Overlapping Grid Setup for a one computer system

Video Jump Discussion Board: Video Jump Discussions: Overlapping Grid Setup for a one computer system
By Dave Clark on Tuesday, July 9, 2002 - 06:46 am:
Bob, I wanted to explicitly share with you my experience and suggestions with regards to one specific point.

I've attached the layout of the Tianjin site the way we've planned it for VJ measurement. What we have planned here, are two camera views. The "Far Side" of each view is marked by two buoys out of a set of six buoys which have been laid out along a line 19m to the left of the ramp centerline in the skier landing area, at uniform 15m intervals (0-15-20-45-60-75). If you study this a little, you will see that we only really need four buoys over there instead of six, but when I was doing the planning I found the four I was getting were going to be at 0, 29, 45 and 74 downcourse, and I recognized that those were falling on almost perfectly regular 15m intervals, so we put six out there and made them exactly regular, for the crowd's edification. Actually, that will provide us two check buoys for each view, which can't hurt at all.

You can see that the way the grids have been laid out, the four reference buoys will be right near the edge of the screen in each view, and the camera views are each just about exactly 25 degrees wide, so there will be no possible issues about lens distortion at all with this setup.

In terms of jump distances, the short view will be able to see distances from minimum out to about 44m, and the longer view will be able to see distances from about 31 meters out to about 74 meters. At the planned camera elevation of 11 meters above water level, this layout completely satisfies the class "R" sensitivity requirements at all points beyond about 15 meters -- the very shortest jumps have a little bit of a cross-the-grain problem in the short view -- but then again nothing of great significance happens back there, and that sensitivity is still well below the "C" limits and hence far better than you'd get with johnson meters anyways.

So by deliberate design, there is a range from between 31 to 44 meters, which is contained within both of these two views. I've done some experimentation with such layouts, and once each view has been verified with it's respective check buoy(s), we find that measurements in the overlap zone between two separate computers typically come up with the exact same result in both meters and feet, and occasionally will differ by 0.1 meter or one foot -- rarely more (and then if you look we've found a systematic difference in the way the marking was done by the two operators).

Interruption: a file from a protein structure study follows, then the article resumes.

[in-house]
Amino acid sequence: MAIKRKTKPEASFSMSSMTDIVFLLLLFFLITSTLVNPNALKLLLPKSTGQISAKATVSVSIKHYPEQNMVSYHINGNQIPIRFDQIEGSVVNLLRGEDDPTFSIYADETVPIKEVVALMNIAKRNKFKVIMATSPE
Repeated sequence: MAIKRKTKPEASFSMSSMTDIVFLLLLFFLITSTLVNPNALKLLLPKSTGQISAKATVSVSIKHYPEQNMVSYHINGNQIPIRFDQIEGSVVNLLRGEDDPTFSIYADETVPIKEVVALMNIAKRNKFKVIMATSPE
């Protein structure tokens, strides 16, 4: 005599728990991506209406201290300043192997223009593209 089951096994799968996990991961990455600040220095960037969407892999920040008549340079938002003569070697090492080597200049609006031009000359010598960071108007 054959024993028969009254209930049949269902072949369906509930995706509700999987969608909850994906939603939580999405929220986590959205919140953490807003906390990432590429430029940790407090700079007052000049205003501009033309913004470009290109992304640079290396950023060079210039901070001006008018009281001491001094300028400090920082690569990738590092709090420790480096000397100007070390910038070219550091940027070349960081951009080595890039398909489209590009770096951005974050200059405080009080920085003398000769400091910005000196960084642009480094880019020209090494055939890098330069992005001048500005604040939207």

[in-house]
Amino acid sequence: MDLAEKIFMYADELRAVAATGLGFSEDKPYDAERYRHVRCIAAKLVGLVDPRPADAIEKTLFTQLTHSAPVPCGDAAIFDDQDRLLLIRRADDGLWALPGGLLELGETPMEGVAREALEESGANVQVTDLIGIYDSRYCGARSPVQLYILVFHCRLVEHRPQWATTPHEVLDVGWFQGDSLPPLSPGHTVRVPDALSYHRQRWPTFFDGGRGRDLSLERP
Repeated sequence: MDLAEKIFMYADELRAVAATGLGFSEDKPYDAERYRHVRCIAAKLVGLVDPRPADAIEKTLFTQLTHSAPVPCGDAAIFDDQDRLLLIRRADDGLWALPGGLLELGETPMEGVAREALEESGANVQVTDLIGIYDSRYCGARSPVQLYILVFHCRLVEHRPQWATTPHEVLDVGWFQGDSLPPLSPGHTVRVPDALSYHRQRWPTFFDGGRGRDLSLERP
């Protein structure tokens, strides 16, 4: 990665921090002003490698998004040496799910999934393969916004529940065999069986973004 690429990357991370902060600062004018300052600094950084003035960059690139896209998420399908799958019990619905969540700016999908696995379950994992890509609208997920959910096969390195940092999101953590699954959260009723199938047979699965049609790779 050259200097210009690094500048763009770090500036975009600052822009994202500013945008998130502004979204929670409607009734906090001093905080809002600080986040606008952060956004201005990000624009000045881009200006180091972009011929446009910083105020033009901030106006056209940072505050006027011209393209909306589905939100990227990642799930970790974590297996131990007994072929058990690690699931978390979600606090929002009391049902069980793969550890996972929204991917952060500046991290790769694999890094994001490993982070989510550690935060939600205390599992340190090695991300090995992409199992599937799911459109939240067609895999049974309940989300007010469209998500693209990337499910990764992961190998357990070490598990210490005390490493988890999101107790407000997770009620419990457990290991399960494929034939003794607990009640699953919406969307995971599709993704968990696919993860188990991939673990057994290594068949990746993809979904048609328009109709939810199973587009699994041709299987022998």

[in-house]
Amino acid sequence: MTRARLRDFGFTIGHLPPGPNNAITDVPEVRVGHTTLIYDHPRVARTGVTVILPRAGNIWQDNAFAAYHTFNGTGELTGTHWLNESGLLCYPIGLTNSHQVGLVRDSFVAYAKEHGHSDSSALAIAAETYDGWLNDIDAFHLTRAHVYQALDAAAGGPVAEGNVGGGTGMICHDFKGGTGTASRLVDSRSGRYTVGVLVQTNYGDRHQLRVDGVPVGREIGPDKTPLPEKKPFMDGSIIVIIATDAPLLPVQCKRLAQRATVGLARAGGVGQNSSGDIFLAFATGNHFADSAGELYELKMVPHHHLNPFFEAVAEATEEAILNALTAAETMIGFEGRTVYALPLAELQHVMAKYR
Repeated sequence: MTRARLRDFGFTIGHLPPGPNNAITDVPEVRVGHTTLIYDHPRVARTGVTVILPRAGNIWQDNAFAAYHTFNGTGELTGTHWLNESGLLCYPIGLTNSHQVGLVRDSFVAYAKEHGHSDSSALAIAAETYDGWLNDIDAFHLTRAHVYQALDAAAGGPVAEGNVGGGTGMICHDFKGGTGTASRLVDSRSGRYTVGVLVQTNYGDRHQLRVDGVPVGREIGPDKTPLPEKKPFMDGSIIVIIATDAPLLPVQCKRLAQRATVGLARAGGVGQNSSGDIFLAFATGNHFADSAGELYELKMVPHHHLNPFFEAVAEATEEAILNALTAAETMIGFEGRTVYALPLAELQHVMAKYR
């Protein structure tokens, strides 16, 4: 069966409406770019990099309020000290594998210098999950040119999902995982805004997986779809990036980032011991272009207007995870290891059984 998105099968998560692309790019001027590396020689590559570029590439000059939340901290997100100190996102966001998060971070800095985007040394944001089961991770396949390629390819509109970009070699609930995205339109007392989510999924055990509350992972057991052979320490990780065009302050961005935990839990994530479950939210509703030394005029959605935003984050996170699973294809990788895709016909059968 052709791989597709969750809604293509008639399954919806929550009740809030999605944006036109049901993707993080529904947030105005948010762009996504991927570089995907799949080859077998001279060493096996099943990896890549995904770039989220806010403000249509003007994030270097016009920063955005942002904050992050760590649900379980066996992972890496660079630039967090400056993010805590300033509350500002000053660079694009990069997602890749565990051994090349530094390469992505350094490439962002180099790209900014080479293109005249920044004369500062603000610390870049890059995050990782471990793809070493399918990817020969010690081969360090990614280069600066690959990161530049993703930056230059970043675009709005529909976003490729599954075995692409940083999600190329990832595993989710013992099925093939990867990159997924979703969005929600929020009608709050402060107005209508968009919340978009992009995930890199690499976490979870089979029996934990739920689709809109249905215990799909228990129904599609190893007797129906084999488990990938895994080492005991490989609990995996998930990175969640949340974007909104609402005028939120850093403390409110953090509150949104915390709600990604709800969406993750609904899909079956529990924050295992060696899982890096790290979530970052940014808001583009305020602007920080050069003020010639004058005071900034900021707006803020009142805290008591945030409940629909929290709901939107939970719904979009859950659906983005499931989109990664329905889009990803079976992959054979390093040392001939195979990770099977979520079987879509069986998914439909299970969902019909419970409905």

I've also done some more detailed testing with static buoy images in the overlap zone of such a layout, and once the views are verified and proven to read true through their respective check buoys, the comparitive readings on those static buoys in the overlap zone are for all practical purposes identical, differing at most by one half the per-pixel horizontal movement amount -- or within the limits of error of the underlying process, in other words.

So within that overlap zone, I believe that a completely accurate -- and hence official -- result could be obtained from either viewpoint. What this leads me to, is the desire to run such a setup with only one computer and two VCR's and an A/B switch. We've actually been doing such a framework at one site here in our region for the past three years, where we have a 35 foot overlap zone between 100 and 135 feet. Our rule of thumb is if a skier has a seeding score or rating indicating they have jumped no more than 120 feet, then we watch them in the shorter view, and to this date I cannot recall a single instance where we had a skier outjump the far end of that short view. On the other hand, if they've jumped more than 120 in the past, we switch to the long grid and rarely have we found a jumper land short of the short end of that long grid -- and in that extremely rare instance, we can just throw the switch to the other grid and play back the other tape, which is not a painful remedy.

So when the grids have been laid out in such an overlapping fashion as this, I think that two cameras and two VCR's and a switch and one computer is a perfectly acceptable equipment configuration for such a setup. From a sponsor or organizers standpoint, that is lots less intimidating than three cameras and three VCRs and two computers.